Professing Christians have used the "it's His will" line to justify torture (during the Inquisition and Crusades) and murder. Even today, there are those that use "God's will" to harass and bomb abortion clinics or to hatefully treat gay and lesbian people. We overlay our will with "God's will" to justify abusing our children or our spouses. We decide that God wants us to be happy and so we fill our life with things that will make us happy. We decide that whatever makes us happy is God's will. We even justify leaving our marriages because we say it's not God's will for me to be unhappy.

Those that have placed their trust in Jesus have been rescued from the judgment; the condemnation that comes after this life. There is no promise that this life will be pain free. There is no assurance that we will not face the struggles of life. In fact, Jesus says that we will face trials because of Him.

Test God? If we are testing God to see if He will conform to our will, He won't. If we are testing Him to see if He's really God, He is--no matter what He does or doesn't do for us.

Finally, Satan brings out the big guns: power, wealth, fame--all the kingdoms of the world and all of their glory. Pretty tempting, indeed! And if Jesus would have had eyes that were focused on this world alone, He may have gone for it.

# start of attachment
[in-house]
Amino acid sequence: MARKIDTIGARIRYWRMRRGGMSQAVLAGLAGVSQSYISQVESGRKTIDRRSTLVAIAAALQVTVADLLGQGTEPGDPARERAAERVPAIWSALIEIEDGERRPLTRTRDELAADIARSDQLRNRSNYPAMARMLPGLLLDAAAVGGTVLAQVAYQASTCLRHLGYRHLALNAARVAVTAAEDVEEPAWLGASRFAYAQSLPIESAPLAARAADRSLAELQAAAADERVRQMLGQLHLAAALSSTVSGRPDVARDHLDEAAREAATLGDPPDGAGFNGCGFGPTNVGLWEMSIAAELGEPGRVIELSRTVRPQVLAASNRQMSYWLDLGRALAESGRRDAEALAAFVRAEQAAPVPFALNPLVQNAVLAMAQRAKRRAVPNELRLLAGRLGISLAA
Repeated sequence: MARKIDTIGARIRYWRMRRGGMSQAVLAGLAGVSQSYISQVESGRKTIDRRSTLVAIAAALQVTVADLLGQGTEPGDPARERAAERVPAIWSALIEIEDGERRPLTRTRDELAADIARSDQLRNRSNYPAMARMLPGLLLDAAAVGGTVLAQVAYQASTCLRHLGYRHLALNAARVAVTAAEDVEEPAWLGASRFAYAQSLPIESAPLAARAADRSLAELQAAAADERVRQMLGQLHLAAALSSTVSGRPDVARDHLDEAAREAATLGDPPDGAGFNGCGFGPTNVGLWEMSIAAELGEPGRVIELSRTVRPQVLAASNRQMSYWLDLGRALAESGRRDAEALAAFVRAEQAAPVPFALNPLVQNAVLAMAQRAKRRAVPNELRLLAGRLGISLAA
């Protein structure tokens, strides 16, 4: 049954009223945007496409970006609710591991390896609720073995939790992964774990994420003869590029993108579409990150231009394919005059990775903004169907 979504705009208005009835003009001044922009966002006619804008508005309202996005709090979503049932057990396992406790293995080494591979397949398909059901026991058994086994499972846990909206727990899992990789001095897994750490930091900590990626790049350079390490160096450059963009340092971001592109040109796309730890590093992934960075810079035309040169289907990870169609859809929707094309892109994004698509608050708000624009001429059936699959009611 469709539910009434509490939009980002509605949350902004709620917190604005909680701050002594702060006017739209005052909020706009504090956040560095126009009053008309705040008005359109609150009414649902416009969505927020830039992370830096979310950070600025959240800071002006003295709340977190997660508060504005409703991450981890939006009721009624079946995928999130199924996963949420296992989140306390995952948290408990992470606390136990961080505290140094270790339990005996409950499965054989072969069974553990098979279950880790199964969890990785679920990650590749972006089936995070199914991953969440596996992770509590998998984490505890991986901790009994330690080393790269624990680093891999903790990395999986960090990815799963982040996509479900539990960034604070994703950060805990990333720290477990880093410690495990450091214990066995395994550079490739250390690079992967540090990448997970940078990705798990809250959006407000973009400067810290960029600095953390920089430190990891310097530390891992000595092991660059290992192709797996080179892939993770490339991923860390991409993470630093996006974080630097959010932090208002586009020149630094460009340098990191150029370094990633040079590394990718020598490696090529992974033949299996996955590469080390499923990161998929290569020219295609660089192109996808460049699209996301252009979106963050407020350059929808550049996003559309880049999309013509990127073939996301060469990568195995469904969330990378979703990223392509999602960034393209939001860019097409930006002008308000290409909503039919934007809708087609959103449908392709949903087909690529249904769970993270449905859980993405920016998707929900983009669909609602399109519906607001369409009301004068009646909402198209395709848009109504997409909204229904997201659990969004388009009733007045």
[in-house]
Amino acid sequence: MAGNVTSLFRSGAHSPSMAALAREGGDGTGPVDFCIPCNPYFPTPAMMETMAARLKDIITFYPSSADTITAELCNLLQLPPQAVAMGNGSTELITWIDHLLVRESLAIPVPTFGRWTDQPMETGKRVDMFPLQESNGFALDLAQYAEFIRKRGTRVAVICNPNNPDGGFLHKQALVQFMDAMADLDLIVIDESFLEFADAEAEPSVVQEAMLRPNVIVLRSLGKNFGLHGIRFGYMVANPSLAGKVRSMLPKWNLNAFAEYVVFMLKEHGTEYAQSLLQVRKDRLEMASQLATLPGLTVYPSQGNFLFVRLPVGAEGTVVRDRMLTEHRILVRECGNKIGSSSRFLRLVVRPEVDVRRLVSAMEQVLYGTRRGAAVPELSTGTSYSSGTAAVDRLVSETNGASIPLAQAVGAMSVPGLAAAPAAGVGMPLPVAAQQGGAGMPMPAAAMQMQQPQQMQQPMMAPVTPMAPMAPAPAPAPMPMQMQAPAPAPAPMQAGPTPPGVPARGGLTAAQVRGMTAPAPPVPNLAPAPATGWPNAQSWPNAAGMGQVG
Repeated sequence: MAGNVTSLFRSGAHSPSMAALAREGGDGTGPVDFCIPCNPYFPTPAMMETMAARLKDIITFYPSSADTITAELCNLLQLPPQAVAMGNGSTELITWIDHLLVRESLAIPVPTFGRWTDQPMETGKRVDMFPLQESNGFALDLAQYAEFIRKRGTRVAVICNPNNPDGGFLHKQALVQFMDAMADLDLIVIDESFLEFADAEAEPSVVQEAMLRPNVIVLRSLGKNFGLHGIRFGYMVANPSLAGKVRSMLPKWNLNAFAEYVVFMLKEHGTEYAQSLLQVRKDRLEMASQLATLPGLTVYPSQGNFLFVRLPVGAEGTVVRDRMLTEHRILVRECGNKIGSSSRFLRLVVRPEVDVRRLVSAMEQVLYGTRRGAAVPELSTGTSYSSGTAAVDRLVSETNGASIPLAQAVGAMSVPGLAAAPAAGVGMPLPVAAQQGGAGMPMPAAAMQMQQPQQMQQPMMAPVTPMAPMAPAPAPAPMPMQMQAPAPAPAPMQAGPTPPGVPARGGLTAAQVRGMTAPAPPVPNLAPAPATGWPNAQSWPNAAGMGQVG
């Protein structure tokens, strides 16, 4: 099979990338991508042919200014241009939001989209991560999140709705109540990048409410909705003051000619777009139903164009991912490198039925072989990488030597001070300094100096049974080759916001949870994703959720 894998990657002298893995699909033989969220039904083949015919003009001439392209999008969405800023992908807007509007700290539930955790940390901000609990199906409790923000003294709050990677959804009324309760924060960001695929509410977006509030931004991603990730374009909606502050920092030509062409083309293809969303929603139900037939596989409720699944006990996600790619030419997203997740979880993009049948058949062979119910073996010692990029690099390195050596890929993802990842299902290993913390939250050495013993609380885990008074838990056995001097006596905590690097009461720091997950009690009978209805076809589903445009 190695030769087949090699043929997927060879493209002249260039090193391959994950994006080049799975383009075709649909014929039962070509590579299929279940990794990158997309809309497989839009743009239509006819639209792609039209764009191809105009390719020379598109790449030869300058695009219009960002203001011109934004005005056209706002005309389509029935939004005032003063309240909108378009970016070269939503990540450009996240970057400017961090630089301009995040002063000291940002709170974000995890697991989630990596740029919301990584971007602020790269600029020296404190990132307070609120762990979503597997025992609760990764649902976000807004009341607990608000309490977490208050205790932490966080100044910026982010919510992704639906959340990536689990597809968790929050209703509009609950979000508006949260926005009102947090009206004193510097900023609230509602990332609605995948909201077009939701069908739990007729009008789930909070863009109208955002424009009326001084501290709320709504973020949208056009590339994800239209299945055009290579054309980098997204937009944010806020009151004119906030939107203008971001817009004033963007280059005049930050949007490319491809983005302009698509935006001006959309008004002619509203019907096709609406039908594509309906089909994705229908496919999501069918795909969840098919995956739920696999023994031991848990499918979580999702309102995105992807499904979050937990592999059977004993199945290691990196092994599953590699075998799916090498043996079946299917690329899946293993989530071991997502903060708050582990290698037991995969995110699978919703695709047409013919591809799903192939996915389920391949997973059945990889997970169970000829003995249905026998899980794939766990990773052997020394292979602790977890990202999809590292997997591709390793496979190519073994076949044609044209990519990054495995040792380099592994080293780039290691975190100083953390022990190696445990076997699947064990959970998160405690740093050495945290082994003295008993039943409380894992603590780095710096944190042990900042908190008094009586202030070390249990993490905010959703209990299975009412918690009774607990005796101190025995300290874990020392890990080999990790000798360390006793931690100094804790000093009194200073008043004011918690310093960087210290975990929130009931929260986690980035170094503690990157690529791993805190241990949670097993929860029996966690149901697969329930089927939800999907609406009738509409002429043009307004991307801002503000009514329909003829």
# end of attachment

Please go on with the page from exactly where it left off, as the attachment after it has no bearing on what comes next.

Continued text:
But His eyes were fixed on heaven and once again He relies on the Scriptures to make his choice.

Perhaps our greatest downfalls, our greatest failures come when we are focused on the things of Earth. Perhaps we too seldom think of God and too seldom serve Him only. We are weighted down with meeting the needs of our bosses, our parents, our kids, our spouses, our society, etc., etc.

We have no time to worship God; no time to serve Him only.

...And so we fall into temptation. We fall into sin. We offend God because He isn't really our God. Our gods have become the idols of self, of lust for power, wealth and fame. The gods we serve may serve us well in this life, but what of the life to come?

Who is your God? Will your God be ther for you in the next life? Will He stand with you at the Judgment? If His name is Jesus, He will.

"It is written..."